New program aims to offer mental, dental care to First Nations by bus

Ethan Bear of the Edmonton Oilers hockey team says he knows what it’s like to feel “stranded.”

That’s why he’s lending his support to a $3.3 million pilot project to have a team of health workers travel by bus to seven Saskatchewan First Nations.

The five-year project is funded by the provincial and federal governments to the tune of $2.5 million, with another $800,000 to be raised in a capital campaign by non-profit Synergy 8. The travelling team includes a mental health worker, a dentist, a dental assistant and a community paramedic.

Bear, who grew up on the Ochapowace Nation, a Cree First Nation about an hour from the nearest hospital in southern Saskatchewan, said he understood the struggles of lacking health services. He remembers the difficulties of accessing health and dental care, and thinks the project will ease that burden, he said.

“Somebody who doesn’t even know they need help, will get help. Somebody who doesn’t know they need a doctor and a dentist will have that.”

The bus carrying the workers is scheduled to officially start operations on Aug. 31, 2021, serving about 1,000 children and residents on seven First Nations, Synergy 8 board chair Troy Davies said.

Whitecap Dakota First Nation, Mistawasis First Nation, Kinistin Saulteaux Nation, Muskoday First Nation, Yellow Quill First Nation, Muskeg Lake Cree Nation and One Arrow First Nation will receive visits. The project’s sponsors include Nutrien, Cameco, and the Jim Pattison children’s hospital.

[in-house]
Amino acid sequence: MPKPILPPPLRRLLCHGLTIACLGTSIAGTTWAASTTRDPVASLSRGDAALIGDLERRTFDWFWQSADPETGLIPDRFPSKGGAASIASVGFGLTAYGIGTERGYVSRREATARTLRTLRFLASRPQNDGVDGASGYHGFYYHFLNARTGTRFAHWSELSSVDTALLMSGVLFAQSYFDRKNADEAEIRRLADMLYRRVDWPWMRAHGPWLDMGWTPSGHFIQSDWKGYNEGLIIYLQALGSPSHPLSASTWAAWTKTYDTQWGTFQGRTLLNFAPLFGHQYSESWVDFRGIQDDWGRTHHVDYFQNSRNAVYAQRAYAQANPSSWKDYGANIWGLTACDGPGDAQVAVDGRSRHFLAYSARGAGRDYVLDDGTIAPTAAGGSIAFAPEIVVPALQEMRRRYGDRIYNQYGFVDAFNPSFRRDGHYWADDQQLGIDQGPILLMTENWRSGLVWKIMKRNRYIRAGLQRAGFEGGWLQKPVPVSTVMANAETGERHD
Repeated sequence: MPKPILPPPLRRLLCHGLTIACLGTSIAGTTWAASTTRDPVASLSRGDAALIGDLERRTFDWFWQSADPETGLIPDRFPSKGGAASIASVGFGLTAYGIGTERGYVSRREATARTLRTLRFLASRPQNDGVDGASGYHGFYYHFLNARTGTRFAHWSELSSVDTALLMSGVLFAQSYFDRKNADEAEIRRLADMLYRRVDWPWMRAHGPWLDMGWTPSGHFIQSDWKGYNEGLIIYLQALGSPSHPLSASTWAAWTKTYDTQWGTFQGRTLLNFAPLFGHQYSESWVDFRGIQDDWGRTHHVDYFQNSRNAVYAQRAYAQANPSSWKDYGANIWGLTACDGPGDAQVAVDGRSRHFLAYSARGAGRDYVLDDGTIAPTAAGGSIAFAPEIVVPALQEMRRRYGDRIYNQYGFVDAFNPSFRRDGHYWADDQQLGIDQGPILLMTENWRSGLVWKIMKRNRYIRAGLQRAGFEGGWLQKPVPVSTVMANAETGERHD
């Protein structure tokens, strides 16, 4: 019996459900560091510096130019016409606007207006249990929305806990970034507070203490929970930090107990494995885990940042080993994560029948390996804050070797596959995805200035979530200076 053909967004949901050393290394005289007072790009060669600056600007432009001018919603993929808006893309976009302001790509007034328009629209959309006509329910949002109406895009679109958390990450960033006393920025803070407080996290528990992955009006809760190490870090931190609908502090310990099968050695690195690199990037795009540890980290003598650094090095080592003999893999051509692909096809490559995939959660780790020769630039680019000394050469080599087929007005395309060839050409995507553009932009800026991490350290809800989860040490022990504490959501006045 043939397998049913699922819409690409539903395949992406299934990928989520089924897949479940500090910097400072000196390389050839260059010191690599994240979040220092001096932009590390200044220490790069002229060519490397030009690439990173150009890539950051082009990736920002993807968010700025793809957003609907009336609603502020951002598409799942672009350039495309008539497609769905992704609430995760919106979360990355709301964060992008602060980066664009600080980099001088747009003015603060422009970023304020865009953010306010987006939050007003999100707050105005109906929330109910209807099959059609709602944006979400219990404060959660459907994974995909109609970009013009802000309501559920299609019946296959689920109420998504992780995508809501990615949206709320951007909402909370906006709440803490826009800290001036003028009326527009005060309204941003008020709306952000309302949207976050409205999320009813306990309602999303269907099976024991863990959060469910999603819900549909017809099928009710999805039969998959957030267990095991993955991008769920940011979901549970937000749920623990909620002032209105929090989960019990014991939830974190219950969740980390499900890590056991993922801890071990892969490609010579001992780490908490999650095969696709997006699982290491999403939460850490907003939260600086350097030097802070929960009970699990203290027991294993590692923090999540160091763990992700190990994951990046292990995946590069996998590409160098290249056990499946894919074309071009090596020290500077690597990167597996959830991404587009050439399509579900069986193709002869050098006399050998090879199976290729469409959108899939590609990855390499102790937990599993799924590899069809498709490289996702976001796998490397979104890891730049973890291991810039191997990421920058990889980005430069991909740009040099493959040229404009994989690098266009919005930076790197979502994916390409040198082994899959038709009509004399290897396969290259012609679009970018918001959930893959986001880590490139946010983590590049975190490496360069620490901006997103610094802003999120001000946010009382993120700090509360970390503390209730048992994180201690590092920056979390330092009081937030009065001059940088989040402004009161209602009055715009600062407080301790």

Davies said the goal is to provide direct access to care, with the possibility of offering flu shots and COVID-19 testing.

“If there’s an elder who has chest pain, we can walk up to their door and treat them,” he said. ” … People don’t have to leave their First Nations communities to get treatment. That is the goal.”

Minister Responsible for Rural and Remote Health Warren Kaeding said the program will be monitored based on its contacts with community members. After its first year, the program may be tweaked depending on its results, he said.

Saskatoon Tribal Council Chief Mark Arcand said he first suggested the project “because we (saw) a lack of services in our communities.” The visits will either be held in one community per day or one community per week, the latter of which is more likely, he said.

“We (can) build up trust with outside organizations coming into our community to help our people deal with their trauma, or (dental needs),” he said.

“Now we have an opportunity to take it right to their doors.”

Nick Pearce, Local Journalism Initiative Reporter, The StarPhoenix

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